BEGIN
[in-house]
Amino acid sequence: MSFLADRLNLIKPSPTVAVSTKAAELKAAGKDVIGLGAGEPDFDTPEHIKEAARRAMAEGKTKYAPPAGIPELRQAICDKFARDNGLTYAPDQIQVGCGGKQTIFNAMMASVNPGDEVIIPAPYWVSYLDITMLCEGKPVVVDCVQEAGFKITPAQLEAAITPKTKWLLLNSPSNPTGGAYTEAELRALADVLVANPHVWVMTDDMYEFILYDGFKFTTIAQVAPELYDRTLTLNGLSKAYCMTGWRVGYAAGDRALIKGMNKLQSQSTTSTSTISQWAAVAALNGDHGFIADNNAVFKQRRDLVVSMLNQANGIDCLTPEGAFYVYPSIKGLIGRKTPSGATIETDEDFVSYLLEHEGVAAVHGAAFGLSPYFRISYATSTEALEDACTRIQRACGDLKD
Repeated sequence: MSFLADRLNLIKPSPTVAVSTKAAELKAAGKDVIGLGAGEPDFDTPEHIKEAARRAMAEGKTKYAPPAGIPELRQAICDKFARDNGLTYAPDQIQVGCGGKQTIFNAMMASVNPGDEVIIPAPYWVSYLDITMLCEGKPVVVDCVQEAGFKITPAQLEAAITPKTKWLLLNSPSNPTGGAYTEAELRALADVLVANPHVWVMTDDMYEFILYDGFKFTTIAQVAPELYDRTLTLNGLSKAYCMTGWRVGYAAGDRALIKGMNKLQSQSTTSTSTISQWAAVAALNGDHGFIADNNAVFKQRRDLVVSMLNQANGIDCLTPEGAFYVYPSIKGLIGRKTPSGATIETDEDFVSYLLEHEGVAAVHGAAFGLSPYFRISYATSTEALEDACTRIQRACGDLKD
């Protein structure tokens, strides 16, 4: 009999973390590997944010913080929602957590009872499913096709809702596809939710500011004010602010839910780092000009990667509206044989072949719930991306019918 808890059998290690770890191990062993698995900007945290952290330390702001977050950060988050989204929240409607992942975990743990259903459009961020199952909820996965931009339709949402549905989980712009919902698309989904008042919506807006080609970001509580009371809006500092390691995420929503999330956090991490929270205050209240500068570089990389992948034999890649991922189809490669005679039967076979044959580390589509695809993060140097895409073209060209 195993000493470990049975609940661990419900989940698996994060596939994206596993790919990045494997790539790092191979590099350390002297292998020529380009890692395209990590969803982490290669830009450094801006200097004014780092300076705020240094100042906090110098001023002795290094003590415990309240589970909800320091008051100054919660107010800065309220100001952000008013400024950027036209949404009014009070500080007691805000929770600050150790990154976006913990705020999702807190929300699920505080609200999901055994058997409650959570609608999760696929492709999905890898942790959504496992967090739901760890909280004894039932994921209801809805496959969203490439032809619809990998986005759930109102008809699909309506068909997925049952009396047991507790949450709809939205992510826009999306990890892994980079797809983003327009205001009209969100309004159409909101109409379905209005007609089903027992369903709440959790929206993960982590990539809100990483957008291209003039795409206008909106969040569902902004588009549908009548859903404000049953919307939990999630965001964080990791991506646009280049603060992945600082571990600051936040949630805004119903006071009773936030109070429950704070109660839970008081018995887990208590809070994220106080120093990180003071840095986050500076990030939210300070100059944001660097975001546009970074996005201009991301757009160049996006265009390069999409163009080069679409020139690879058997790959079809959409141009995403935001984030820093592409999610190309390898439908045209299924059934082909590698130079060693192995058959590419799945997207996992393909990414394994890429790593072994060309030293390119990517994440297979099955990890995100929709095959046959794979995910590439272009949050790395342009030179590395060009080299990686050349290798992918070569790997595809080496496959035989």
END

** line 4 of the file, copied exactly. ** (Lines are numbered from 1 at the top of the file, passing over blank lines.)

């Protein structure tokens, strides 16, 4: 009999973390590997944010913080929602957590009872499913096709809702596809939710500011004010602010839910780092000009990667509206044989072949719930991306019918 808890059998290690770890191990062993698995900007945290952290330390702001977050950060988050989204929240409607992942975990743990259903459009961020199952909820996965931009339709949402549905989980712009919902698309989904008042919506807006080609970001509580009371809006500092390691995420929503999330956090991490929270205050209240500068570089990389992948034999890649991922189809490669005679039967076979044959580390589509695809993060140097895409073209060209 195993000493470990049975609940661990419900989940698996994060596939994206596993790919990045494997790539790092191979590099350390002297292998020529380009890692395209990590969803982490290669830009450094801006200097004014780092300076705020240094100042906090110098001023002795290094003590415990309240589970909800320091008051100054919660107010800065309220100001952000008013400024950027036209949404009014009070500080007691805000929770600050150790990154976006913990705020999702807190929300699920505080609200999901055994058997409650959570609608999760696929492709999905890898942790959504496992967090739901760890909280004894039932994921209801809805496959969203490439032809619809990998986005759930109102008809699909309506068909997925049952009396047991507790949450709809939205992510826009999306990890892994980079797809983003327009205001009209969100309004159409909101109409379905209005007609089903027992369903709440959790929206993960982590990539809100990483957008291209003039795409206008909106969040569902902004588009549908009548859903404000049953919307939990999630965001964080990791991506646009280049603060992945600082571990600051936040949630805004119903006071009773936030109070429950704070109660839970008081018995887990208590809070994220106080120093990180003071840095986050500076990030939210300070100059944001660097975001546009970074996005201009991301757009160049996006265009390069999409163009080069679409020139690879058997790959079809959409141009995403935001984030820093592409999610190309390898439908045209299924059934082909590698130079060693192995058959590419799945997207996992393909990414394994890429790593072994060309030293390119990517994440297979099955990890995100929709095959046959794979995910590439272009949050790395342009030179590395060009080299990686050349290798992918070569790997595809080496496959035989």